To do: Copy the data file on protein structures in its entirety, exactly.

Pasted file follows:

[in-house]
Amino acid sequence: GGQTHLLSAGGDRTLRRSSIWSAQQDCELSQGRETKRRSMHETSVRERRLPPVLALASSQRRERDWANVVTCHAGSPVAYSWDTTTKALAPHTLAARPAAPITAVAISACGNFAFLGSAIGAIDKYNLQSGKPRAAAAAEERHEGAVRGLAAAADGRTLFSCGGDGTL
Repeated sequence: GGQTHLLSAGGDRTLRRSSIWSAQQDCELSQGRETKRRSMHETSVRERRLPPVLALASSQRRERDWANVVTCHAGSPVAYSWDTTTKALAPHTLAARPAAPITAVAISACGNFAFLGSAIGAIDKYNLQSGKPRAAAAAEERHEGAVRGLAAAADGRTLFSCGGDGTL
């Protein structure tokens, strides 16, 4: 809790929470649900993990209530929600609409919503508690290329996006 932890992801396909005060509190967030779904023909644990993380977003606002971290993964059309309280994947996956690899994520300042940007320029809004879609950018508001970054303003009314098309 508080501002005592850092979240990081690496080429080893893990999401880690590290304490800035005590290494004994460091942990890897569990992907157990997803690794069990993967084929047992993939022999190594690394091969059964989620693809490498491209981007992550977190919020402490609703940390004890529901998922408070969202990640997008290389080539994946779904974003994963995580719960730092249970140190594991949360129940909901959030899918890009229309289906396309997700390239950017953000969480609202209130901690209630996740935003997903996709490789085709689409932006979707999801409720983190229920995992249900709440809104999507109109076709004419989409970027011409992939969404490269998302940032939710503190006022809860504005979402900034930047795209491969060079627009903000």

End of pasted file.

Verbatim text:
[in-house]
Amino acid sequence: GGQTHLLSAGGDRTLRRSSIWSAQQDCELSQGRETKRRSMHETSVRERRLPPVLALASSQRRERDWANVVTCHAGSPVAYSWDTTTKALAPHTLAARPAAPITAVAISACGNFAFLGSAIGAIDKYNLQSGKPRAAAAAEERHEGAVRGLAAAADGRTLFSCGGDGTL
Repeated sequence: GGQTHLLSAGGDRTLRRSSIWSAQQDCELSQGRETKRRSMHETSVRERRLPPVLALASSQRRERDWANVVTCHAGSPVAYSWDTTTKALAPHTLAARPAAPITAVAISACGNFAFLGSAIGAIDKYNLQSGKPRAAAAAEERHEGAVRGLAAAADGRTLFSCGGDGTL
């Protein structure tokens, strides 16, 4: 809790929470649900993990209530929600609409919503508690290329996006 932890992801396909005060509190967030779904023909644990993380977003606002971290993964059309309280994947996956690899994520300042940007320029809004879609950018508001970054303003009314098309 508080501002005592850092979240990081690496080429080893893990999401880690590290304490800035005590290494004994460091942990890897569990992907157990997803690794069990993967084929047992993939022999190594690394091969059964989620693809490498491209981007992550977190919020402490609703940390004890529901998922408070969202990640997008290389080539994946779904974003994963995580719960730092249970140190594991949360129940909901959030899918890009229309289906396309997700390239950017953000969480609202209130901690209630996740935003997903996709490789085709689409932006979707999801409720983190229920995992249900709440809104999507109109076709004419989409970027011409992939969404490269998302940032939710503190006022809860504005979402900034930047795209491969060079627009903000």